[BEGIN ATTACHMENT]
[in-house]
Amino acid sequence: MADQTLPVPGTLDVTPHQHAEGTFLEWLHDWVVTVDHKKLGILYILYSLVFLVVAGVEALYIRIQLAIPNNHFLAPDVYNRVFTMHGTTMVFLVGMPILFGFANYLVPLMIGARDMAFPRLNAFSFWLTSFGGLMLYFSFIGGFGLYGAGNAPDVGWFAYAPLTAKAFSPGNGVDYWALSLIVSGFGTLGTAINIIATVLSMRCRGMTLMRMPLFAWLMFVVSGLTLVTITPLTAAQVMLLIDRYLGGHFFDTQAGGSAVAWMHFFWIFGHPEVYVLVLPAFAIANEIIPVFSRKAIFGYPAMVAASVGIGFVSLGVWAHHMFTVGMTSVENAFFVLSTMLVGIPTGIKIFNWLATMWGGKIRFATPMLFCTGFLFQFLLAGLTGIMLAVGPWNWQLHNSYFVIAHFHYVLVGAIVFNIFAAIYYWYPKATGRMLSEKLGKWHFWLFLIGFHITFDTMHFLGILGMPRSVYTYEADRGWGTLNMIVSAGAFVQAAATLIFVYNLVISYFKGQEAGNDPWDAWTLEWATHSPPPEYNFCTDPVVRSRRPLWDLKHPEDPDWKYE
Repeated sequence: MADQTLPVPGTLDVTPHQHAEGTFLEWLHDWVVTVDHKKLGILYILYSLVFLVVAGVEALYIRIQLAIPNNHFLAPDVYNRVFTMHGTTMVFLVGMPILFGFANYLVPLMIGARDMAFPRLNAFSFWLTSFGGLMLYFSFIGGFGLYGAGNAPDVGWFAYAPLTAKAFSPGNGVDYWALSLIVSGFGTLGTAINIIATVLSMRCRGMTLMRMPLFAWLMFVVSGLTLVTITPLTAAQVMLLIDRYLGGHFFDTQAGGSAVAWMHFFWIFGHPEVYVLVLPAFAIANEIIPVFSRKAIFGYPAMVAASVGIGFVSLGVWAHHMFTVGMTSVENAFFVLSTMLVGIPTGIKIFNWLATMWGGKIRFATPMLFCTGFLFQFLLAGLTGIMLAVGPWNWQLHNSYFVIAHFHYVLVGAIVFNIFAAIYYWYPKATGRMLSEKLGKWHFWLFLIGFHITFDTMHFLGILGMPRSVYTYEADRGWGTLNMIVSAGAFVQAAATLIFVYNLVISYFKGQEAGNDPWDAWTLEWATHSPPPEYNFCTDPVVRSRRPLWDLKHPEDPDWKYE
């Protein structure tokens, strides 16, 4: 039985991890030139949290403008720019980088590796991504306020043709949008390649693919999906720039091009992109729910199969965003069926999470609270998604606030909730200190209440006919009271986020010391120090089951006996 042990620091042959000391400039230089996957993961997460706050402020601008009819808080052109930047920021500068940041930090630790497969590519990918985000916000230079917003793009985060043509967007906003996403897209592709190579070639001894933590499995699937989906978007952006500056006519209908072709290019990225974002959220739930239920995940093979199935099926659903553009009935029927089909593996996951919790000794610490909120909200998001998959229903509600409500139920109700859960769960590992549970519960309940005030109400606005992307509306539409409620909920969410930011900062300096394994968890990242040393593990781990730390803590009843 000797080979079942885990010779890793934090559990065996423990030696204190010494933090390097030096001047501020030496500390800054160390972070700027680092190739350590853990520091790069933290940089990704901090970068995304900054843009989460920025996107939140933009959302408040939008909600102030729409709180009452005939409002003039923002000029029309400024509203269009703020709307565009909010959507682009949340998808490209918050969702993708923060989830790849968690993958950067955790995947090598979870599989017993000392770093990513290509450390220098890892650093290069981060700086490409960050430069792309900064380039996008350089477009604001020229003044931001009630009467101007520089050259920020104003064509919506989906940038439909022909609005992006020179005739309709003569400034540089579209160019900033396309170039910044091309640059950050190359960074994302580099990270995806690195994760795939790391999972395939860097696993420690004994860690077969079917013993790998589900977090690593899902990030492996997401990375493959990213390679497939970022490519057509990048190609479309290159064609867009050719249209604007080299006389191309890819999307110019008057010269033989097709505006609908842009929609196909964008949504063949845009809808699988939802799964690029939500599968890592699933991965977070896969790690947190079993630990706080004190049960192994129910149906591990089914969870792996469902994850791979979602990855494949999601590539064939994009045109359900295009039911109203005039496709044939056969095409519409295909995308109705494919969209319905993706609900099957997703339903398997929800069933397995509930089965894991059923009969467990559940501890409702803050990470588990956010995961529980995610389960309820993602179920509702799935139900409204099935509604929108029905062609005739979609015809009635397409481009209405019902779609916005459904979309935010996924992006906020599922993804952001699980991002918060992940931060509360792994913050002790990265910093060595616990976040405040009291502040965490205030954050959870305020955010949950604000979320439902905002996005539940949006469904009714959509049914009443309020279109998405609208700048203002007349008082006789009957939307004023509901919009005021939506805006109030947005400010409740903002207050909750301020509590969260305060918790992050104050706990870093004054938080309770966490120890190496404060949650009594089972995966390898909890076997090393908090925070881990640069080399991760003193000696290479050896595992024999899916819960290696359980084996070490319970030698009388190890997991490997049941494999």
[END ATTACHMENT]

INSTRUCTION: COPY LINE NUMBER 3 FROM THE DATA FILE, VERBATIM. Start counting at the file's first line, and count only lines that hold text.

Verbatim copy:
Repeated sequence: MADQTLPVPGTLDVTPHQHAEGTFLEWLHDWVVTVDHKKLGILYILYSLVFLVVAGVEALYIRIQLAIPNNHFLAPDVYNRVFTMHGTTMVFLVGMPILFGFANYLVPLMIGARDMAFPRLNAFSFWLTSFGGLMLYFSFIGGFGLYGAGNAPDVGWFAYAPLTAKAFSPGNGVDYWALSLIVSGFGTLGTAINIIATVLSMRCRGMTLMRMPLFAWLMFVVSGLTLVTITPLTAAQVMLLIDRYLGGHFFDTQAGGSAVAWMHFFWIFGHPEVYVLVLPAFAIANEIIPVFSRKAIFGYPAMVAASVGIGFVSLGVWAHHMFTVGMTSVENAFFVLSTMLVGIPTGIKIFNWLATMWGGKIRFATPMLFCTGFLFQFLLAGLTGIMLAVGPWNWQLHNSYFVIAHFHYVLVGAIVFNIFAAIYYWYPKATGRMLSEKLGKWHFWLFLIGFHITFDTMHFLGILGMPRSVYTYEADRGWGTLNMIVSAGAFVQAAATLIFVYNLVISYFKGQEAGNDPWDAWTLEWATHSPPPEYNFCTDPVVRSRRPLWDLKHPEDPDWKYE